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Moel yr Eglwys



Moel yr Eglwys ("bare summit of the church") is the highest point of Arenig Fawr. It's crowned by a large prehistoric kerbed cairn, but according to Coflein, the stones from this have been incorporated into a modern memorial and shelter.
Or take the following, from J. H. Roberts' essay, as given in Welsh in Edwards' Cymru for 1897, p. 190: it reminds one of an ordinary fairy tale, but it is not quite like any other which I happen to know:--In the western end of the Arennig Fawr there is a cave: in fact there are several caves there, and some of them are very large too; but there is one to which the finger of tradition points as an ancient abode of the Tylwyth Teg. About two generations ago, the shepherds of that country used to be enchanted by one of them called Mary, who was remarkable for her beauty. Many an effort was made to catch her or to meet her face to face, but without success, as she was too quick on her feet. She used to show herself day after day, and she might be seen, with her little harp, climbing the bare slopes of the mountain. In misty weather when the days were longest in summer, the music she made used to be wafted by the breeze to the ears of the love-sick shepherds. Many a time had the boys of the Filltir Gerrig heard sweet singing when passing the cave in the full light of day, but they were subject to some spell, so that they never ventured to enter. But the shepherd of Boch y Rhaiadr had a better view of the fairies one Allhallows night (ryw noson Galangaeaf) when returning home from a merry-making at Amnodd. On the sward in front of the cave what should he see but scores of the Tylwyth Teg singing and dancing! He never saw another assembly in his life so fair, and great was the trouble he had to resist being drawn into their circles.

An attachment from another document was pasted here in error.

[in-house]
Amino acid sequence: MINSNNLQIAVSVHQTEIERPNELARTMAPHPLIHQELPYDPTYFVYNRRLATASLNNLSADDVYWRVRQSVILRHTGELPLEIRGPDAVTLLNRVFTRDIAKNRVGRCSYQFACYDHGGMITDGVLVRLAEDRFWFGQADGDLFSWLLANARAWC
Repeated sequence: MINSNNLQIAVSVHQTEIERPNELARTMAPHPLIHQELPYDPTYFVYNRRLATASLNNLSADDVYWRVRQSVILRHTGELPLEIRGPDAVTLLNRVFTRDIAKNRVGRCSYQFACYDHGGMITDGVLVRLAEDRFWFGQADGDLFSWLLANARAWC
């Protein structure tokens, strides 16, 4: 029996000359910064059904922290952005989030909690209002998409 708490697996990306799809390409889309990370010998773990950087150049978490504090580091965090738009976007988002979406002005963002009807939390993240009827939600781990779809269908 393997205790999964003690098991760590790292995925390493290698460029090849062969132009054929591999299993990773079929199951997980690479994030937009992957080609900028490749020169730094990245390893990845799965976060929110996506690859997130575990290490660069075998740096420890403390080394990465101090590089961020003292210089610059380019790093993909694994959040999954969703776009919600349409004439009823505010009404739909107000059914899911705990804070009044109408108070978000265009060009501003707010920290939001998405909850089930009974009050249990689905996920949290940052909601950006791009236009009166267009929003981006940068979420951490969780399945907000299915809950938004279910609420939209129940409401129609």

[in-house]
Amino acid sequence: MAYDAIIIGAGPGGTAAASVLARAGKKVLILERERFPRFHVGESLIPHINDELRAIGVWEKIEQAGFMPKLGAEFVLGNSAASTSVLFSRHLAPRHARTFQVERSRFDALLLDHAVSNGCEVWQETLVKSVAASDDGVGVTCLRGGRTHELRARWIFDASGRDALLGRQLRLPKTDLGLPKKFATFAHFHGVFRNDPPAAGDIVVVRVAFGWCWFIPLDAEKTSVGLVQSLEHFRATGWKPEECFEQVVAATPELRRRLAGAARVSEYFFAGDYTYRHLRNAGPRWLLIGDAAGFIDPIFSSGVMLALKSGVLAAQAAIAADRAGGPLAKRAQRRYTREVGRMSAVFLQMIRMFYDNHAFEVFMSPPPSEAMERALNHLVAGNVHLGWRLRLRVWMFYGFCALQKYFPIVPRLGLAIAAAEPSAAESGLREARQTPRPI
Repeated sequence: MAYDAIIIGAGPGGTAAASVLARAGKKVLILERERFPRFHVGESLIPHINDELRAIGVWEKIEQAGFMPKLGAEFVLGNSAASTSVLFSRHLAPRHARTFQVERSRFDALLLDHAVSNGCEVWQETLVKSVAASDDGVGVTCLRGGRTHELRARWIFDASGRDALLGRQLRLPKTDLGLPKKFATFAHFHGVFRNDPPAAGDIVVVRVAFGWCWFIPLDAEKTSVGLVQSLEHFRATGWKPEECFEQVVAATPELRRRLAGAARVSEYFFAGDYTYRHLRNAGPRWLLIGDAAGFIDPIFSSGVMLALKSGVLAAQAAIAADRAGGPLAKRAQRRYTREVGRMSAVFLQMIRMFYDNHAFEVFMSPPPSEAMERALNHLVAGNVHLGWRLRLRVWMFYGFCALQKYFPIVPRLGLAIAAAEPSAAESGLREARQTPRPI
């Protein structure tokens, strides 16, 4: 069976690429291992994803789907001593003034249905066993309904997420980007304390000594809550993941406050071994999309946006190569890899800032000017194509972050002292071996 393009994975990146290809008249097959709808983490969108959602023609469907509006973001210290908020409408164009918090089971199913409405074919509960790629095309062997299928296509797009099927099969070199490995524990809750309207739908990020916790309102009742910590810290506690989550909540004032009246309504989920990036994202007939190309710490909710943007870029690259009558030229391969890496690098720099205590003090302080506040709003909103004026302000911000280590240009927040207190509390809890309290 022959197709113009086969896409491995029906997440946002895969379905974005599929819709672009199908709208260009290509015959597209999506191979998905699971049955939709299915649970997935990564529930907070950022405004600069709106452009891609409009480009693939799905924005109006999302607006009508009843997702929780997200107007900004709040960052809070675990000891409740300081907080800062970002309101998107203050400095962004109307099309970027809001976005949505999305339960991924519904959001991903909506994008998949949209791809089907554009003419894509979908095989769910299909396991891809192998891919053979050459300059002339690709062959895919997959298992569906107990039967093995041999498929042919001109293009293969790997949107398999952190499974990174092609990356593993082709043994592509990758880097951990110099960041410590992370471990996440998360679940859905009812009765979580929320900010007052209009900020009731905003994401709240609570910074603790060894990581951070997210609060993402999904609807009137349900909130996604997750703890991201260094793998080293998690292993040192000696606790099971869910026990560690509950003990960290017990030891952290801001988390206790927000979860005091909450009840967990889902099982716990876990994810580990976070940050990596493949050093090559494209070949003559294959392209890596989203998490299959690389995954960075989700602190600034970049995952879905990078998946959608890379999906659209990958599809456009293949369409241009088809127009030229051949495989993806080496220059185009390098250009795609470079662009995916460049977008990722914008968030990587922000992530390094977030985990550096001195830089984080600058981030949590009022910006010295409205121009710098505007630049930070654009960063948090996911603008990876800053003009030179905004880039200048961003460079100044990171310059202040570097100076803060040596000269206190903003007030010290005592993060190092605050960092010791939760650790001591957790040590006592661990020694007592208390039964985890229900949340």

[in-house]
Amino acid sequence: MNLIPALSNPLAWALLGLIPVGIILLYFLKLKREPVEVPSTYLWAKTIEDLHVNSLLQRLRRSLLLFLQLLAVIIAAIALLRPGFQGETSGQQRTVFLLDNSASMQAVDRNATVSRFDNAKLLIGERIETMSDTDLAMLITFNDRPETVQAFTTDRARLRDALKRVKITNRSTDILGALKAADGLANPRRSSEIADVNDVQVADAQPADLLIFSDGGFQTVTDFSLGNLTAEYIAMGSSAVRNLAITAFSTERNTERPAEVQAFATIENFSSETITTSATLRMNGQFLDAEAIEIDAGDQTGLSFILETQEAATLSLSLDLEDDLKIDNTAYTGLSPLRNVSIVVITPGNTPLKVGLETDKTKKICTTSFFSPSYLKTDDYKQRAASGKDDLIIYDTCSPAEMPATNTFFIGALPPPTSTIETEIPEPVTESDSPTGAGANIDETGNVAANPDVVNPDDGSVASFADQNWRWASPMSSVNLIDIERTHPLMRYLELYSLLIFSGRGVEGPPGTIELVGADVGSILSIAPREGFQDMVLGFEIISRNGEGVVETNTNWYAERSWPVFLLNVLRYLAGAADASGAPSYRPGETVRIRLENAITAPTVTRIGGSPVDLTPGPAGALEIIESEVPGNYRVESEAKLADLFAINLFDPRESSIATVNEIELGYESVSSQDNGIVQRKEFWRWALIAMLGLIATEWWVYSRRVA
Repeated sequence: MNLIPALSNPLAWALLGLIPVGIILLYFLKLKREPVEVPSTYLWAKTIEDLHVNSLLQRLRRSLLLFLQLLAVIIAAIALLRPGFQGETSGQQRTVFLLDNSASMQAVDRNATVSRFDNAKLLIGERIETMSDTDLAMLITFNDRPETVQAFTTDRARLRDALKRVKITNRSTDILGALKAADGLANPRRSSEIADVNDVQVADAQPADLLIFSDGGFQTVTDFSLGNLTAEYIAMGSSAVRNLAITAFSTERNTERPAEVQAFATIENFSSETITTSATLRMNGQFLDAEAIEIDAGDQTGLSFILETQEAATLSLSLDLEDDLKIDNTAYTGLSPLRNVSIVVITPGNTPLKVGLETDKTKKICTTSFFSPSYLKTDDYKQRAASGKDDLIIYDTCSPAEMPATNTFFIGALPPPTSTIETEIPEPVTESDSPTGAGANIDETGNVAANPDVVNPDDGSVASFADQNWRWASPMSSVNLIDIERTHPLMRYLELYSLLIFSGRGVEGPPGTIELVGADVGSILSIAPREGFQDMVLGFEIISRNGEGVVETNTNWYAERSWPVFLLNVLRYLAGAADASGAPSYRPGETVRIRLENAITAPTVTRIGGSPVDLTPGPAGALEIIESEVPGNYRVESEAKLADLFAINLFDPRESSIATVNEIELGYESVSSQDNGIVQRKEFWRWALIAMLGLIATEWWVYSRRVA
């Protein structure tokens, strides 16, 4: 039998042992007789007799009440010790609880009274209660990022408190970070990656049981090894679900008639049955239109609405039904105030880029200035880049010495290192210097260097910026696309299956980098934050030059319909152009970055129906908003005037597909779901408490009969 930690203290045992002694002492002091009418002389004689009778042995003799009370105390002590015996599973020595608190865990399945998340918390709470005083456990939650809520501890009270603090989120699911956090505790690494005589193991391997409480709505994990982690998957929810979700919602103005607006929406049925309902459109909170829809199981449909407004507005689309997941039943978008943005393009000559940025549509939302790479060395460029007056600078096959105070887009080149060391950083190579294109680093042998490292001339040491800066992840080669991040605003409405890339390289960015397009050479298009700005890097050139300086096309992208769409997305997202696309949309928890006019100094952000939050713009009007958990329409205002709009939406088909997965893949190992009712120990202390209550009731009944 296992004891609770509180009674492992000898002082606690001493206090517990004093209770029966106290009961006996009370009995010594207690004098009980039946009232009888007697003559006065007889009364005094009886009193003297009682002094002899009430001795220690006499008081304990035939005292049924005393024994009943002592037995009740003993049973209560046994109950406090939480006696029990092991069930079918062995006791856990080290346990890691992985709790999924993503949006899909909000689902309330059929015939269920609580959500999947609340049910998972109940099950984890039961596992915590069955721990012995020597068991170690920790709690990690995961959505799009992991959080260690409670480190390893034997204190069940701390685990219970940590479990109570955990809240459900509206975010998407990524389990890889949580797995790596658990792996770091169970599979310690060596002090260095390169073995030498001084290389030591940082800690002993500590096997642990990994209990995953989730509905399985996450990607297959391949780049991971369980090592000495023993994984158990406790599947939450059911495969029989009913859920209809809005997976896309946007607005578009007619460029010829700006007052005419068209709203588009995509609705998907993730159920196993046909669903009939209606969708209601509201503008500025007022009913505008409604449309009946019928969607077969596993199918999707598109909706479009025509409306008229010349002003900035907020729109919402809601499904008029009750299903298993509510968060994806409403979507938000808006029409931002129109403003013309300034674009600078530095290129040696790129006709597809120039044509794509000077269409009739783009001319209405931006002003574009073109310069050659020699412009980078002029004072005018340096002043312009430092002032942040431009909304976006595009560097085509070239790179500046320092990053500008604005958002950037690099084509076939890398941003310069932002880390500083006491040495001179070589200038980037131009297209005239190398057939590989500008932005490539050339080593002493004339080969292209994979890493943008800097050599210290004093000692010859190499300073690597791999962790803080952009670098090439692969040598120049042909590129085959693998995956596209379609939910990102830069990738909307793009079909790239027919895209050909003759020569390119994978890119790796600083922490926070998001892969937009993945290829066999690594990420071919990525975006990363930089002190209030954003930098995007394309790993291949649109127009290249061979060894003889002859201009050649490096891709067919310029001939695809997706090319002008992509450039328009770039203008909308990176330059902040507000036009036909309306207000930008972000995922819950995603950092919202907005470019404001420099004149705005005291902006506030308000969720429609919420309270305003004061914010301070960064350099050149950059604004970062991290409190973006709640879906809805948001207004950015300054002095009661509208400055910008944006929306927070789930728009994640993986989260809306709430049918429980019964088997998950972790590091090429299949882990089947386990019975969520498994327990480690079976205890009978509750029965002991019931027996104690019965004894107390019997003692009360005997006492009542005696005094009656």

From chapter 8 of 'Celtic Folklore, Welsh and Manx' by John Rhys (1901), which you can read at the Sacred Texts Archive.
Rhiannon Posted by Rhiannon
18th July 2009ce
Edited 18th July 2009ce

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